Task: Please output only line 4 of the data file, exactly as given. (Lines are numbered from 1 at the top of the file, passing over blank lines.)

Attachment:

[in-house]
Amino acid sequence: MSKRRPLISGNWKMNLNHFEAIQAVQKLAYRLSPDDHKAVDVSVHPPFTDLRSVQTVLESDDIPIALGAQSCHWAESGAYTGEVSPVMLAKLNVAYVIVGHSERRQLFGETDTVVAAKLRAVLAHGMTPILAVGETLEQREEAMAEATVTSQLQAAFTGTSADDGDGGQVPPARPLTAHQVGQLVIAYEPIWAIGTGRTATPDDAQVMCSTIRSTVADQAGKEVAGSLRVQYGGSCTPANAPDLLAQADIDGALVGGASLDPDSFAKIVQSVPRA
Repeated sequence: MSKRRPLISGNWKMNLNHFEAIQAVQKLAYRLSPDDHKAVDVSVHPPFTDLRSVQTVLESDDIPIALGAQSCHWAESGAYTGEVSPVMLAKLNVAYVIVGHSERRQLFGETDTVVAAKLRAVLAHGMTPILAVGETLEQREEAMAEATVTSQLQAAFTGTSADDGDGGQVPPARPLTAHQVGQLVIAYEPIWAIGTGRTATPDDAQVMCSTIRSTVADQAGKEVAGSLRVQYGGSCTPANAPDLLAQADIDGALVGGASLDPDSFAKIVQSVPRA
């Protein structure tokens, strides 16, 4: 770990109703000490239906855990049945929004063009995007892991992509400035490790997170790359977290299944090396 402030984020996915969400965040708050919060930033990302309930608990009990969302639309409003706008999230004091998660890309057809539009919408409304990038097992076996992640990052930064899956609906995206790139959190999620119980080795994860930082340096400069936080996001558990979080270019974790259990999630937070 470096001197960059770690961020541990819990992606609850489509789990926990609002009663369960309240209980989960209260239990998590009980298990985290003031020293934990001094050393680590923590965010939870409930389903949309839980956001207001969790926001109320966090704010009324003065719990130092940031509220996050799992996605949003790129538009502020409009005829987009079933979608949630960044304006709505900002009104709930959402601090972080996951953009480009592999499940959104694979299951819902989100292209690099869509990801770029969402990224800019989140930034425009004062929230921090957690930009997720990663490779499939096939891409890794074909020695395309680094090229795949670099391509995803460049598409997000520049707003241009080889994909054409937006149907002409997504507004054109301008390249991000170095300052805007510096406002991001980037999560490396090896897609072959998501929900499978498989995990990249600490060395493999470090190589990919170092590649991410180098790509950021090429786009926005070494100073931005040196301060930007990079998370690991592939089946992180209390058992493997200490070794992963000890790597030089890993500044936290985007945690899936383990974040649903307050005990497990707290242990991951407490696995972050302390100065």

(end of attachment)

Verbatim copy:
């Protein structure tokens, strides 16, 4: 770990109703000490239906855990049945929004063009995007892991992509400035490790997170790359977290299944090396 402030984020996915969400965040708050919060930033990302309930608990009990969302639309409003706008999230004091998660890309057809539009919408409304990038097992076996992640990052930064899956609906995206790139959190999620119980080795994860930082340096400069936080996001558990979080270019974790259990999630937070 470096001197960059770690961020541990819990992606609850489509789990926990609002009663369960309240209980989960209260239990998590009980298990985290003031020293934990001094050393680590923590965010939870409930389903949309839980956001207001969790926001109320966090704010009324003065719990130092940031509220996050799992996605949003790129538009502020409009005829987009079933979608949630960044304006709505900002009104709930959402601090972080996951953009480009592999499940959104694979299951819902989100292209690099869509990801770029969402990224800019989140930034425009004062929230921090957690930009997720990663490779499939096939891409890794074909020695395309680094090229795949670099391509995803460049598409997000520049707003241009080889994909054409937006149907002409997504507004054109301008390249991000170095300052805007510096406002991001980037999560490396090896897609072959998501929900499978498989995990990249600490060395493999470090190589990919170092590649991410180098790509950021090429786009926005070494100073931005040196301060930007990079998370690991592939089946992180209390058992493997200490070794992963000890790597030089890993500044936290985007945690899936383990974040649903307050005990497990707290242990991951407490696995972050302390100065």